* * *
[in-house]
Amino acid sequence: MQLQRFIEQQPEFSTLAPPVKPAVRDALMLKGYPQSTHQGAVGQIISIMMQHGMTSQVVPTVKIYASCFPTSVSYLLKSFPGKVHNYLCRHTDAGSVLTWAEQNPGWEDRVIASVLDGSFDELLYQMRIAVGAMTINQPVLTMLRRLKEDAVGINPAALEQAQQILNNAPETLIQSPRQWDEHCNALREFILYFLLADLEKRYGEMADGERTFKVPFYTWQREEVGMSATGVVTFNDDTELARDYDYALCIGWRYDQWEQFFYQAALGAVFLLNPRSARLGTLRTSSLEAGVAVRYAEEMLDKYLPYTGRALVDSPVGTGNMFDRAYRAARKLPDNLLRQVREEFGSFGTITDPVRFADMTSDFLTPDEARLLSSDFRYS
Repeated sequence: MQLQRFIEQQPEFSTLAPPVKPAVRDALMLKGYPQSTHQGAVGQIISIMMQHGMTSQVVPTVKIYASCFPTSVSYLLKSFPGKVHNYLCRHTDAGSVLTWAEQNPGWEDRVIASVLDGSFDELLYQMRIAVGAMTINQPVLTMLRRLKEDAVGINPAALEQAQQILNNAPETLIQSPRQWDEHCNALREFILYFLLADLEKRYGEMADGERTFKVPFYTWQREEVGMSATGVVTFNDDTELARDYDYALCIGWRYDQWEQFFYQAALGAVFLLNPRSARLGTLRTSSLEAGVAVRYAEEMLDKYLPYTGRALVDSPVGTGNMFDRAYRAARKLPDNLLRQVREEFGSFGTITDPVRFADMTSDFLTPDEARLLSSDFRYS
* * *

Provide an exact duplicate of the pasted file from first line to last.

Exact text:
[in-house]
Amino acid sequence: MQLQRFIEQQPEFSTLAPPVKPAVRDALMLKGYPQSTHQGAVGQIISIMMQHGMTSQVVPTVKIYASCFPTSVSYLLKSFPGKVHNYLCRHTDAGSVLTWAEQNPGWEDRVIASVLDGSFDELLYQMRIAVGAMTINQPVLTMLRRLKEDAVGINPAALEQAQQILNNAPETLIQSPRQWDEHCNALREFILYFLLADLEKRYGEMADGERTFKVPFYTWQREEVGMSATGVVTFNDDTELARDYDYALCIGWRYDQWEQFFYQAALGAVFLLNPRSARLGTLRTSSLEAGVAVRYAEEMLDKYLPYTGRALVDSPVGTGNMFDRAYRAARKLPDNLLRQVREEFGSFGTITDPVRFADMTSDFLTPDEARLLSSDFRYS
Repeated sequence: MQLQRFIEQQPEFSTLAPPVKPAVRDALMLKGYPQSTHQGAVGQIISIMMQHGMTSQVVPTVKIYASCFPTSVSYLLKSFPGKVHNYLCRHTDAGSVLTWAEQNPGWEDRVIASVLDGSFDELLYQMRIAVGAMTINQPVLTMLRRLKEDAVGINPAALEQAQQILNNAPETLIQSPRQWDEHCNALREFILYFLLADLEKRYGEMADGERTFKVPFYTWQREEVGMSATGVVTFNDDTELARDYDYALCIGWRYDQWEQFFYQAALGAVFLLNPRSARLGTLRTSSLEAGVAVRYAEEMLDKYLPYTGRALVDSPVGTGNMFDRAYRAARKLPDNLLRQVREEFGSFGTITDPVRFADMTSDFLTPDEARLLSSDFRYS